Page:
This is my reflection on Christmas which I delivered at the church service yesterday: 


  I am sure that none of you were surprized that I wished you a Merry Christmas.  We are in the middle of the season of  Christmas in the church year, celebrating the first Sunday after Christmas. However, many people who are unfamiliar with this season of Christmas in the church year would be surprized and perhaps puzzled that we were doing so.  They might look on such a greeting as something given by someone who has been out of touch for the past week – perhaps being a week late in giving such a greeting.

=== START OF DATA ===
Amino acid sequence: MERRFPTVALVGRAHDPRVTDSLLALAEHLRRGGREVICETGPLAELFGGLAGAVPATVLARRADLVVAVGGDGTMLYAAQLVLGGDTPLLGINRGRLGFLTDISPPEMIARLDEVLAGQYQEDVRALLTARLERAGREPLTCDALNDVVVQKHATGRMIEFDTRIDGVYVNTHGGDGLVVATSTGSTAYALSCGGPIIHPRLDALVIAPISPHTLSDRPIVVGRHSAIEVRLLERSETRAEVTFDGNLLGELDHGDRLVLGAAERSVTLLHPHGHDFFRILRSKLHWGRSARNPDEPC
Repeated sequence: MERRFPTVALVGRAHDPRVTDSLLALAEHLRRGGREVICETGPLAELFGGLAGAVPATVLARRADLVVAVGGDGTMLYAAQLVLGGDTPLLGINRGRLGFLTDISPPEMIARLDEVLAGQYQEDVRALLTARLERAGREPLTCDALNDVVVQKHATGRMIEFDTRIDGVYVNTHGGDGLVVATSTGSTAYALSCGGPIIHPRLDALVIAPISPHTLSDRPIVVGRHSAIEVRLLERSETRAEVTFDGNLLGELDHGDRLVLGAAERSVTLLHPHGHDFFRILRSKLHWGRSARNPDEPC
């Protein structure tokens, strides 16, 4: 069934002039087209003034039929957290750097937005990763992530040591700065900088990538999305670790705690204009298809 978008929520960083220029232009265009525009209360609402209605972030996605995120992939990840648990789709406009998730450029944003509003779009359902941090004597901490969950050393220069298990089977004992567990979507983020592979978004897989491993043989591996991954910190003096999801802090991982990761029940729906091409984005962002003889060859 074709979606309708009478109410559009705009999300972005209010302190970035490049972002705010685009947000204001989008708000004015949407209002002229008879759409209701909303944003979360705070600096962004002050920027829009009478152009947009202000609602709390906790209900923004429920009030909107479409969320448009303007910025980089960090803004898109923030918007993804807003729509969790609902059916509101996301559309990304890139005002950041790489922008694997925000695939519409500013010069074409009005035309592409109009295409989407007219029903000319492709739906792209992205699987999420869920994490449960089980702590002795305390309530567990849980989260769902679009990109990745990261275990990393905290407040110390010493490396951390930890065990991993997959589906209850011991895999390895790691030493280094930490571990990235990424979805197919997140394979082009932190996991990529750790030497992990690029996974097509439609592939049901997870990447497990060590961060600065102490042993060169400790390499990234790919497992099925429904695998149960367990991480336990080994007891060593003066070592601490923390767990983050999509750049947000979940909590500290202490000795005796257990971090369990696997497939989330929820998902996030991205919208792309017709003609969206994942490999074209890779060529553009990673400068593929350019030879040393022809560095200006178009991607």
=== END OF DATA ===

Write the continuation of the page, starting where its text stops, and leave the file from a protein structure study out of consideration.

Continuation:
We are living in a time in which there are two types of Christmases – well, there are probably many, but I want to talk about the two approaches to celebrating Christmas in our culture.  We have the religious celebration which we are taking part in today.  The other celebration of Christmas is what I call the secular Christmas.  This Christmas has many ways of identifying it which I am sure you are familiar with.  The celebration of the secular Christmas begins in the fall.  It is marked by Christmas carols being played in malls and stores and even in social media.  We have adds featuring that saint of the secular Christmas, Santa Claus, encouraging us to buy, buy, buy the perfect gift for our loved ones.  It is, in effect, a celebration of materialism.  The secular Christmas is about spending money which we can’t really afford to give gifts, gifts, gifts in the spirit of that Christmas.    Santa Claus is, as I say, the saint of this Christmas – but it is a secular saint.  Now, this saint is based on a true saint – St. Nicholas. Saint Nicholas is the patron saint of sailors, merchants, archers, repentant thieves, children, brewers, pawnbrokers, unmarried people, and students in various cities and countries around Europe.